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koe Ship. The prisoner was remanded to be examined before the Hustings Court, at the February term, for grand larceny. James P. Neagle, charged with shooting at James. M. Jarrell and hitting a little girl named Mary Mason, child of James B. Mason. This affair occurred on Thursday afternoon, at Neagle's grocery, corner 24th and Main streets. James M. Jerrell (a soldier belonging to the 14th Alabama regiment, and employed as guard at the Government prisons,) deposed that he walked he wasn't satisfied, he could satisfy him. We then went out and he (the prisoner) came to the door and fired a pistol — then went in and slammed the door. Jerrell seemed to be sober. (The cross-examination elicited nothing important.) James B. Mason, (father of the wounded child,) testified in regard to the circumstance. He was in his house near Neagle's, and heard the report of a pistol. Soon afterwards his child came in crying "Mamma, a soldier shoot me." Found a deep wound in her ba
Called Court. --A man named James P. Neagle was examined by Aldermen Caskie, Sanxay, Timberlake, Bray, and Anderson, sitting as a court of examination (in the Sergeant's office) in the City Hall, at 11 o'clock yesterday. The accused was charged with feloniously shooting at James M. Jerrell, a Confederate soldier, on the 16th day of January, with a loaded pistol, in one of the public streets of this city, with intent to main, disfigure, disable and kill, and did then and there by the said shooting feloniously and maliciously shoot Mary Mason, infant child of James B. Mason, with intent to main, disable, disfigure and kill her. The court having heard the evidence were unanimously of opinion that the accused should be tried before Judge Lyons for the offence with which he stood charged. The defendant was admitted to bail in $500 for his appearance, Jas. P. Cavido becoming his surety.
ry to pursue such a course were it at war with a neighbor. The arrival of Mason and Slidell. An English paper says: It appears from the statement of a gentleman who has accompanied them home that Messrs. Mason and Slidell left Fort Warren, at Boston, where they had been, confined, on the 1st of January, the firste proceeds to Paris, where Mrs. Slidell and family are awaiting his arrival. Mr. Mason followed by the 2 o'clock train, a telegram having been received from Captain mail steamer, and the number was undoubtedly increased as the news spread that Mason and Slidell were on board — curiosity to see the four men whose case has figure ordinary passengers. Some of the officers of the Nashville waited upon Messrs Mason and Slidell to pay their respects, immediately on the arrival of the Plata. cturers are ready to come down on the Government with an overwhelming force. Mr. Mason has nothing to do but stand by with his jocund face, and see the fun go on. H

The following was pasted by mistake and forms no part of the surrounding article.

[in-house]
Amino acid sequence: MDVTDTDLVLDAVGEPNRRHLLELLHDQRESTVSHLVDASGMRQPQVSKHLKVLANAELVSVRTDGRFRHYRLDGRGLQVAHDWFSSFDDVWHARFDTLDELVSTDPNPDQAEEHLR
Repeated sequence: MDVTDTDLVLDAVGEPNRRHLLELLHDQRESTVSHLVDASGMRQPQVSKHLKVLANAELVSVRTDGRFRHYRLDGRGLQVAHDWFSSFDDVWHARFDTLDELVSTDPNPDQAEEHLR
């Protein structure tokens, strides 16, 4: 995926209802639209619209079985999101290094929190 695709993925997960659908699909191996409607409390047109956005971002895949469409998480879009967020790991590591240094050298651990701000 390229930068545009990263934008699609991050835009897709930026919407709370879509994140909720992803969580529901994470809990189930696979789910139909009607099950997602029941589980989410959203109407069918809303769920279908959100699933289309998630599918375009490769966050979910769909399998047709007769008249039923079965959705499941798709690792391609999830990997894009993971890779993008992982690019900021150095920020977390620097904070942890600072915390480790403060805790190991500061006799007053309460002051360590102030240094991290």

udge, presiding.--Sundry accounts of executors and others were referred to commissioners for settlement. Jacob B. Keesee qualified as administrator of James W. Goff, deceased. The will of Julia A. Peyton was proved, and W. Goddin qualified as administrator. The trial of Harvey Wash, indicted for felony, was, on his motion, laid over until the next term, whereupon he entered into a bond of $3,000, with John P. Sledd, surety, conditioned for his appearance. The trial of the same party, in two other cases pending against him, was postponed by order of the court. In the matter of the writ of habeas corpus, awarded on the petition of Edward S. Gentry, ordered by the Judge that further proceedings on the said writ be postponed until the next term of the court. Gentry gave bail for his appearance at that time. An attachment was issued against James B. Mason, a witness for the State in the case against James. P. Neagle, charged with felony. He did not answer when called.